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The Ten Days of Newton

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  • terry.foreman@murraystate.edu
    THE WILD SIDE - NYTimes blog by Olivia Judson December 23, 2008, 10:00 pm The Ten Days of Newton Some years ago, the evolutionist and atheist Richard Dawkins
    Message 1 of 1 , Dec 25, 2008
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      THE WILD SIDE - NYTimes blog by Olivia Judson

      December 23, 2008, 10:00 pm
      The Ten Days of Newton

      Some years ago, the evolutionist and atheist Richard
      Dawkins pointed out to me that Sir Isaac Newton, the
      founder of modern physics and mathematics, and
      arguably the greatest scientist of all time, was born
      on Christmas Day, and that therefore Newton’s
      Birthday could be an alternative, if somewhat nerdy,
      excuse for a winter holiday.

      Think of the merchandise! Newton is said to have
      discovered the phenomenon of gravity by watching
      apples fall in an orchard. (His insight came after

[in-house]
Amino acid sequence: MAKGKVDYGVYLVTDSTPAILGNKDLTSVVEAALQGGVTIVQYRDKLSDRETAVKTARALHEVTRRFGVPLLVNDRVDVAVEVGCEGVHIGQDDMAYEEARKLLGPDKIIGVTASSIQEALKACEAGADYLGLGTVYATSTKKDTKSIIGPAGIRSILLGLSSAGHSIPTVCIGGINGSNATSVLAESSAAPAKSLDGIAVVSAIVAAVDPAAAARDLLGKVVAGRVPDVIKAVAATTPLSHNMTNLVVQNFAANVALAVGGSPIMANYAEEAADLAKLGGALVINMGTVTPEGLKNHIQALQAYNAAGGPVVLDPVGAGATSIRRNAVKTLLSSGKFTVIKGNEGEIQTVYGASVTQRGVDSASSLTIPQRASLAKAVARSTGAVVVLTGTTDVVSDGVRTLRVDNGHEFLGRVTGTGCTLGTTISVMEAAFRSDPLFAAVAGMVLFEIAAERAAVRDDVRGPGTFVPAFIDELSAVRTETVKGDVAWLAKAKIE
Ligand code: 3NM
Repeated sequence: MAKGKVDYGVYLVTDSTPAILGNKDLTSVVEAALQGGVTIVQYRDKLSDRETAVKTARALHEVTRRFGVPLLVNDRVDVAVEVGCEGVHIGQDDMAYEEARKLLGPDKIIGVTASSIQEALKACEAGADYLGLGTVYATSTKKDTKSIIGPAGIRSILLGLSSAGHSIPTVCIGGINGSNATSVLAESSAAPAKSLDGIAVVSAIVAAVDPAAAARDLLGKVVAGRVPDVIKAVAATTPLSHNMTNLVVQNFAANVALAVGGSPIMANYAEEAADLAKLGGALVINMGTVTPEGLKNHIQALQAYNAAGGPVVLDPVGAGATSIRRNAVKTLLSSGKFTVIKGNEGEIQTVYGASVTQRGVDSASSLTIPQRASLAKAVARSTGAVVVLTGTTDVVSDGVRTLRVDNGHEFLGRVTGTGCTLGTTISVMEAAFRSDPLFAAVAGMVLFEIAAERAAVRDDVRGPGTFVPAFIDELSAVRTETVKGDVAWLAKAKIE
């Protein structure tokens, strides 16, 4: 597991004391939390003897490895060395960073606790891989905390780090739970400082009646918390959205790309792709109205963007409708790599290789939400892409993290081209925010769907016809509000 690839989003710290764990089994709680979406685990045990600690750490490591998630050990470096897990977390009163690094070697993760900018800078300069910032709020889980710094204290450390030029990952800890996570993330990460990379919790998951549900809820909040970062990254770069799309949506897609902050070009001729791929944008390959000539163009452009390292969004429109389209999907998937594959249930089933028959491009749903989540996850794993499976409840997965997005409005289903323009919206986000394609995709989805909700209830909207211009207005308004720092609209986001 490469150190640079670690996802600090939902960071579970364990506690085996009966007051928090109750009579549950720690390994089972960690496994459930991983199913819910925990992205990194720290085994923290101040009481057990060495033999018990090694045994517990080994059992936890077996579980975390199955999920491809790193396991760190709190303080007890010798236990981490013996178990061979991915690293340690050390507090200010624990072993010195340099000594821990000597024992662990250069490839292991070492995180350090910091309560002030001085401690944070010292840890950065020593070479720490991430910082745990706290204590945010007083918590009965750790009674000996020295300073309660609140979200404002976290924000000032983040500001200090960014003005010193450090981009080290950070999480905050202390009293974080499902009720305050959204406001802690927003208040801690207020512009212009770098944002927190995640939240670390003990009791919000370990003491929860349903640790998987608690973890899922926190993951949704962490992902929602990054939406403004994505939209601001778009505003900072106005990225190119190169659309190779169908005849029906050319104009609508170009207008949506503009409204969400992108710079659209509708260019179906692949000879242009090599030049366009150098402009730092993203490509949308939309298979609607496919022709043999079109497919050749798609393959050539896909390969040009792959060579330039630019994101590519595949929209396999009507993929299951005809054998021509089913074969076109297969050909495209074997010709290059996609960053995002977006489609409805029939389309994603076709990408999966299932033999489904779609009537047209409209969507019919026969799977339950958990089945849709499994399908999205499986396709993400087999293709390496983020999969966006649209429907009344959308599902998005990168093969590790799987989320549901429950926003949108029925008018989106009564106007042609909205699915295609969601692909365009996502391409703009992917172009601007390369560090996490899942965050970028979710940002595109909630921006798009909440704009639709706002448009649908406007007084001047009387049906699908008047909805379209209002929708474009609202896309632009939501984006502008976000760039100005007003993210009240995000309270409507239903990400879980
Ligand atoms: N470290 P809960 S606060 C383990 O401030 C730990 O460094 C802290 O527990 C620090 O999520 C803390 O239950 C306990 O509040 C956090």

pondering why they always fall down, rather than
      upwards or sideways.) Newton’s Birthday cards could
      feature the great man discovering gravity by watching
      a Christmas decoration fall from a tree. (This is a
      little anachronistic — Christmas trees didn’t come to
      England until later — but I don’t think we should let
      that get in the way.)

      All very jolly — but then, ’tis the season. Yet
      things are not so simple. It turns out that the date
      of Newton’s birthday is a little contentious. Newton
      was born in England on Christmas Day 1642 according
      to the Julian calendar — the calendar in use in
      England at the time. But by the 1640s, much of the
      rest of Europe was using the Gregorian calendar (the
      one in general use today); according to this
      calendar, Newton was born on Jan. 4, 1643.

      Rather than bickering about whether Dec. 25 or Jan. 4
      is the better date to observe Newton’s Birthday, I
      think we should embrace the discrepancy and have an
      extended festival. After all, the festival of
      Christmas properly continues for a further 12 days,
      until the feast of the Epiphany on Jan. 6. So the
      festival of Newton could begin on Christmas Day and
      then continue for an extra 10 days, representing the
      interval between the calendars.


      .....

      http://judson.blogs.nytimes.com/2008/12/23/the-ten-days-of-newton/?ref=opinion
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